Seen by some as a mascot and by others as a driver’s worst nightmare, peacocks have been integrated into the urban life of Coconut Grove for as long as residents can remember. Tourists coming into the Grove for the first time will likely be in awe of these fascinating pheasants that cross the streets, litter the parks and show off their plumage in front of shops. Groveites, on the other hand, are used to them, though many still view them with wonder and inspiration, making them the subjects of art displayed throughout the Grove. They have generated many conflicting points of view about their continued reign in the area. One thing’s for sure, though: these birds aren’t your average pigeons.
The origins of these imperial birds in the Grove have stumped many residents. Even in my search for evidence of their first arrival, I came up empty besides a few theories and legends of how they supposedly began their regime. According to Animal Diversity Web, the species Paco cristatus, or the Indian blue peafowl, originates from the Indian subcontinent and has been brought all over the world through trade. Another article from The Weather Channel indicates that during the 1950s-60s, developers brought them to new Miami neighborhoods to make their homes seem more exotic. The website also suggests they escaped from zoos.
The most concrete and specific speculation comes from Grove resident and local artist Eileen Seitz, who recounted talking to the very person behind the release of the first peacocks in Coconut Grove. She recalls running into him 11 years ago and having a conversation with him about how he was gifted two peacocks from a few friends of his as pets. In typical invasive species fashion, they escaped, and the rest is history.
Regardless of their mysterious origin story, one thing’s for certain: these birds have made a mark on the Grove. Commonly talked about by visiting tourists, peafowl make quite an attraction with their feathery dowery. Particularly during the mating season, when the males showcase their envy-inducing tail feathers in hopes of attracting a mate, their display is truly a sight to behold.
When asked to name their favorite thing about peafowl, Grove residents overwhelmingly comment on the beauty they share with the Grove. Even Dr. Kristine Stump, an AP Environmental Science teacher at RE, gushes about these birds despite their invasive status.
“I love their feathers! They’re very pretty and they’re very decorative” she raved. “I love seeing them during the spring when they’re in their mating rituals, when the males have their whole feathers out. It’s so cool to see them rattling and shaking. It’s just so neat. It’s like, even though they’re not supposed to be here, they’re gorgeous and they’re wild and they are just living their best life in the Grove!”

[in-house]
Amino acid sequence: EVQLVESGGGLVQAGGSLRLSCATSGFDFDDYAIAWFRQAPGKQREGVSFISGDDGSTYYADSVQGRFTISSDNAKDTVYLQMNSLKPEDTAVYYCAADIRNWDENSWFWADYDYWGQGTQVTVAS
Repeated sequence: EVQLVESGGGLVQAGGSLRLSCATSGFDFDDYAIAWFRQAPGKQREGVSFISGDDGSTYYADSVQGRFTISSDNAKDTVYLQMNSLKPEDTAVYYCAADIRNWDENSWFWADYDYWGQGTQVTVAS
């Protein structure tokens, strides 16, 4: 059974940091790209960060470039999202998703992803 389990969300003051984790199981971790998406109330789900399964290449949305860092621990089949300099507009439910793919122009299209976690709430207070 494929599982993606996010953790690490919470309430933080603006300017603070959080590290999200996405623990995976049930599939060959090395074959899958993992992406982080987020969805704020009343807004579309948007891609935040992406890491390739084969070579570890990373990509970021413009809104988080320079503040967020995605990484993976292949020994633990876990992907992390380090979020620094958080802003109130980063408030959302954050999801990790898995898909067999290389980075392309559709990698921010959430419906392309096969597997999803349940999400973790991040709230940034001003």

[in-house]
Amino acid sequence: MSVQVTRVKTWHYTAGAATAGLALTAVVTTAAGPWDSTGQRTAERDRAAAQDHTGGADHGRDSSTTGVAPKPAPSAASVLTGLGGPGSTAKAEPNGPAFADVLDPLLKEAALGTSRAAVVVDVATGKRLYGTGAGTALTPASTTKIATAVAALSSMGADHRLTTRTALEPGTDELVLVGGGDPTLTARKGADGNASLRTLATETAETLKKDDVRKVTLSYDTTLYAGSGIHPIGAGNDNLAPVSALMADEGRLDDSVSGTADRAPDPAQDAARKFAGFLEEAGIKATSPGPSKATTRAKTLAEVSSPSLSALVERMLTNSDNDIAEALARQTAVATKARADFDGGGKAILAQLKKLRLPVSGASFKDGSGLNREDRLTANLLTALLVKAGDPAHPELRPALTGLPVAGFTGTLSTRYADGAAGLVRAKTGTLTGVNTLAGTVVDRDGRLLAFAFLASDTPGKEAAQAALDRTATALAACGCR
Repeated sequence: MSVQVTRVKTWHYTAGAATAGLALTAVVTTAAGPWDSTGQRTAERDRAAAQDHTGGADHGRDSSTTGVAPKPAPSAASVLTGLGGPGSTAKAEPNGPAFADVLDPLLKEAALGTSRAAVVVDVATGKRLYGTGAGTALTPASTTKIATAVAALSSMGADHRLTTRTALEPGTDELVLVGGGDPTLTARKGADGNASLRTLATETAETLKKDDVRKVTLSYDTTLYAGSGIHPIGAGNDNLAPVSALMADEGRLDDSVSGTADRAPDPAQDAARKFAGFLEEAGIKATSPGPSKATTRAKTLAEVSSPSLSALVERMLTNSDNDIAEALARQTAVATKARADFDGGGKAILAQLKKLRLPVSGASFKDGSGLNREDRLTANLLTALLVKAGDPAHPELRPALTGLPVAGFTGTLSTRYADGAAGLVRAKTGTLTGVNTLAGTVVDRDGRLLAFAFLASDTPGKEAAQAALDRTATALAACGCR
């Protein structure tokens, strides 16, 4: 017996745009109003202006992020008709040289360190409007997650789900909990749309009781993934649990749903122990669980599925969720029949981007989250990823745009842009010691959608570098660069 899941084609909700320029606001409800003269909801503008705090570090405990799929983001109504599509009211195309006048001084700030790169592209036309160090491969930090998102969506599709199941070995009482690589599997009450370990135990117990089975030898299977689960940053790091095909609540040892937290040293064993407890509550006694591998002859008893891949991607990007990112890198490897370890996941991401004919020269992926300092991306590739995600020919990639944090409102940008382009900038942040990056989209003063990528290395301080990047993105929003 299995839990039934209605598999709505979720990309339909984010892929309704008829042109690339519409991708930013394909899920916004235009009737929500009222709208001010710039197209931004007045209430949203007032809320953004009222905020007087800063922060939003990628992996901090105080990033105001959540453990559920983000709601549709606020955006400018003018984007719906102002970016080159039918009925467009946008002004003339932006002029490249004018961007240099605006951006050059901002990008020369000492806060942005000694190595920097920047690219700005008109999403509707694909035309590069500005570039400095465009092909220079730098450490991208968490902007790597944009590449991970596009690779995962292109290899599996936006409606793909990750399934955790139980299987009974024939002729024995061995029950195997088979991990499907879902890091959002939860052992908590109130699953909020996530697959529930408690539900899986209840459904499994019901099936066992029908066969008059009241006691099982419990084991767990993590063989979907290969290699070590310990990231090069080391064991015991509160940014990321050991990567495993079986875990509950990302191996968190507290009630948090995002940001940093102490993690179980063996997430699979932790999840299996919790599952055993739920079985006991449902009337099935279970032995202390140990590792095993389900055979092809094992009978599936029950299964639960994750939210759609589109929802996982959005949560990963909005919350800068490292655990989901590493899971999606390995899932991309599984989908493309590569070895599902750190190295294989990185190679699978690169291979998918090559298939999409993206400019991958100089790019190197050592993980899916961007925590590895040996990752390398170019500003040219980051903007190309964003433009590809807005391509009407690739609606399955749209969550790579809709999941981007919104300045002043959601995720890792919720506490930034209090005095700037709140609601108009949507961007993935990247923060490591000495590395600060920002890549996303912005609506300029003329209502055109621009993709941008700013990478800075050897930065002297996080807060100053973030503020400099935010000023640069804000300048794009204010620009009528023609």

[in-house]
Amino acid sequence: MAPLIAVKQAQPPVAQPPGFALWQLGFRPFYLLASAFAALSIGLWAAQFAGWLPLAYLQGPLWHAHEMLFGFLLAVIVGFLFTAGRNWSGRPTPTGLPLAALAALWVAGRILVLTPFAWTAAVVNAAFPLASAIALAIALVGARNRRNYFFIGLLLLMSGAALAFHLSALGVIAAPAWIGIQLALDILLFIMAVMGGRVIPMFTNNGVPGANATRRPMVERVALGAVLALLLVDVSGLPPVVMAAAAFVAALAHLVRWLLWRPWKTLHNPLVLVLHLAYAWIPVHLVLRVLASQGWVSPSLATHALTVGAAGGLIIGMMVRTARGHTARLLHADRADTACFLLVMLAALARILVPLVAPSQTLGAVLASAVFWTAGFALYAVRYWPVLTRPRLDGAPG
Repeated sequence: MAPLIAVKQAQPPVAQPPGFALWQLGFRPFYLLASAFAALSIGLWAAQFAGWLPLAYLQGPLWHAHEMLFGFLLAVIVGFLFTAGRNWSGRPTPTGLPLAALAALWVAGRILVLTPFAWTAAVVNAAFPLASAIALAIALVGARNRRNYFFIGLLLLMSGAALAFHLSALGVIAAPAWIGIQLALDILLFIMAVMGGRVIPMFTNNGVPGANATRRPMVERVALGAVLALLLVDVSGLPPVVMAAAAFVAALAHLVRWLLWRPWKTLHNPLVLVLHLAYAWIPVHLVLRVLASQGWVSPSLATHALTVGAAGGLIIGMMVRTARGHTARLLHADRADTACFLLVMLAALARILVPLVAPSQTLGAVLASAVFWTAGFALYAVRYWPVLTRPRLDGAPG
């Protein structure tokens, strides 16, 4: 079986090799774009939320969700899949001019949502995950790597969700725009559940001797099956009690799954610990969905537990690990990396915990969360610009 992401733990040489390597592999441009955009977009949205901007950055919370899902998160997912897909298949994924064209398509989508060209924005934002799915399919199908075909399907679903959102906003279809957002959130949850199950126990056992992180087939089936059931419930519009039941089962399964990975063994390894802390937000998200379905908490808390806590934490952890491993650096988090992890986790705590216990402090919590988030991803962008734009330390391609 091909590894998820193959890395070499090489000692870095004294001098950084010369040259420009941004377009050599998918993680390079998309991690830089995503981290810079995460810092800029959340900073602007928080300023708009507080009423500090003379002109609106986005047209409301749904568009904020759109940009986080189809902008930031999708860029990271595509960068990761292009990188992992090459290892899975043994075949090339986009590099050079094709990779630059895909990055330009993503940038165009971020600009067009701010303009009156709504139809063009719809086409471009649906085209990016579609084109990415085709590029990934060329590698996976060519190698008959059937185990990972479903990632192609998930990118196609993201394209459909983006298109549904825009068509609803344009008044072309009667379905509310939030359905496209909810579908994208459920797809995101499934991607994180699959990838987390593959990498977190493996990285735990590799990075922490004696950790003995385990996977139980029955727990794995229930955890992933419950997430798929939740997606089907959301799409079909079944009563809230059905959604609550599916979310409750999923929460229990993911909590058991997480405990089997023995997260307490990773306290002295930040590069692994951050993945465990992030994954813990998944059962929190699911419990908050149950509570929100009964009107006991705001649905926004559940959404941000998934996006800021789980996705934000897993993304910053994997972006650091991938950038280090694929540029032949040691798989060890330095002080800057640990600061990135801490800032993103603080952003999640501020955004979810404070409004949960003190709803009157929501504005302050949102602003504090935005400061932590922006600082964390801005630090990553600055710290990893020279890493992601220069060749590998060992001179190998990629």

For Esmerelda Swietelsky ’24, the appeal of peacocks derives from their exotic nature and authenticity. “It’s just really cool to see animals that you wouldn’t normally see if you to live anywhere else on your way to the school. You just see a peacock and that’s like a really ‘Grovey’ thing,” she said.
Other Groveites appreciate how the peacocks incorporate the beauty of the natural world into their everyday lives while coexisting with the suburban lifestyle of the area. For instance, Dr. Corinne Rhyner, an Upper School English teacher and longtime Grove resident, reflected on how the peacocks remind her of the turkeys she grew up with in the Northeast, and how unique it is to share a home with the wild animals.
“They [the turkeys] are nowhere near as colorful and beautiful as the peacocks, though they may have similar intelligence, which is not very high,” Rhyner said. “While both are not the brightest of animals, I really I think it’s magical to observe the animals. Especially in a city, I had the opportunity to grow up in a more rural setting, so it’s pretty special for me to get to see animals living in the wild.”
Doreen Locicero, a retired artist and local Grove resident, has even found opportunities to form close bonds with the peacock families in the area. Largely stuck at home during the pandemic, she has taken the time to observe the wildlife right outside her home and often supplies the birds a source of food in exchange for their lovely presence. Pretty Boy, an affectionately named male peacock, is a friend and common visitor at Locicero’s residence.